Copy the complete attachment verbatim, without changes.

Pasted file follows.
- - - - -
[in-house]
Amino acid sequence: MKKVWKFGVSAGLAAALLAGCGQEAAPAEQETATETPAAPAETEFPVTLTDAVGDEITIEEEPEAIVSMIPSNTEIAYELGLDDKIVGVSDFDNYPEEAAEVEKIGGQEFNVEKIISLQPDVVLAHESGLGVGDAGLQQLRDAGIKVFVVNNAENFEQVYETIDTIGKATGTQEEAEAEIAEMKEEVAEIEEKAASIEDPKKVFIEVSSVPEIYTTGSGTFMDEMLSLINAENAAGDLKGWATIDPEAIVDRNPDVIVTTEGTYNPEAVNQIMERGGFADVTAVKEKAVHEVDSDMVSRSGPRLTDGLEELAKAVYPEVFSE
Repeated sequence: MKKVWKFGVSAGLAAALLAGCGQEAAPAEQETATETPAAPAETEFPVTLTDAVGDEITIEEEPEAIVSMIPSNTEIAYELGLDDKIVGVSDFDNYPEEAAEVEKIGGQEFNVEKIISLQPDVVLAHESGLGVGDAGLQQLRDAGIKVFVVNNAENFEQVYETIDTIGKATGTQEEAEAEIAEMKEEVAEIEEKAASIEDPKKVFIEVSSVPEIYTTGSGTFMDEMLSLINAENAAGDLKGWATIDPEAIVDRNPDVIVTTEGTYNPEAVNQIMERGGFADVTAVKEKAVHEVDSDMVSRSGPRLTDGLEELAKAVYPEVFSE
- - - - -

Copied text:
[in-house]
Amino acid sequence: MKKVWKFGVSAGLAAALLAGCGQEAAPAEQETATETPAAPAETEFPVTLTDAVGDEITIEEEPEAIVSMIPSNTEIAYELGLDDKIVGVSDFDNYPEEAAEVEKIGGQEFNVEKIISLQPDVVLAHESGLGVGDAGLQQLRDAGIKVFVVNNAENFEQVYETIDTIGKATGTQEEAEAEIAEMKEEVAEIEEKAASIEDPKKVFIEVSSVPEIYTTGSGTFMDEMLSLINAENAAGDLKGWATIDPEAIVDRNPDVIVTTEGTYNPEAVNQIMERGGFADVTAVKEKAVHEVDSDMVSRSGPRLTDGLEELAKAVYPEVFSE
Repeated sequence: MKKVWKFGVSAGLAAALLAGCGQEAAPAEQETATETPAAPAETEFPVTLTDAVGDEITIEEEPEAIVSMIPSNTEIAYELGLDDKIVGVSDFDNYPEEAAEVEKIGGQEFNVEKIISLQPDVVLAHESGLGVGDAGLQQLRDAGIKVFVVNNAENFEQVYETIDTIGKATGTQEEAEAEIAEMKEEVAEIEEKAASIEDPKKVFIEVSSVPEIYTTGSGTFMDEMLSLINAENAAGDLKGWATIDPEAIVDRNPDVIVTTEGTYNPEAVNQIMERGGFADVTAVKEKAVHEVDSDMVSRSGPRLTDGLEELAKAVYPEVFSE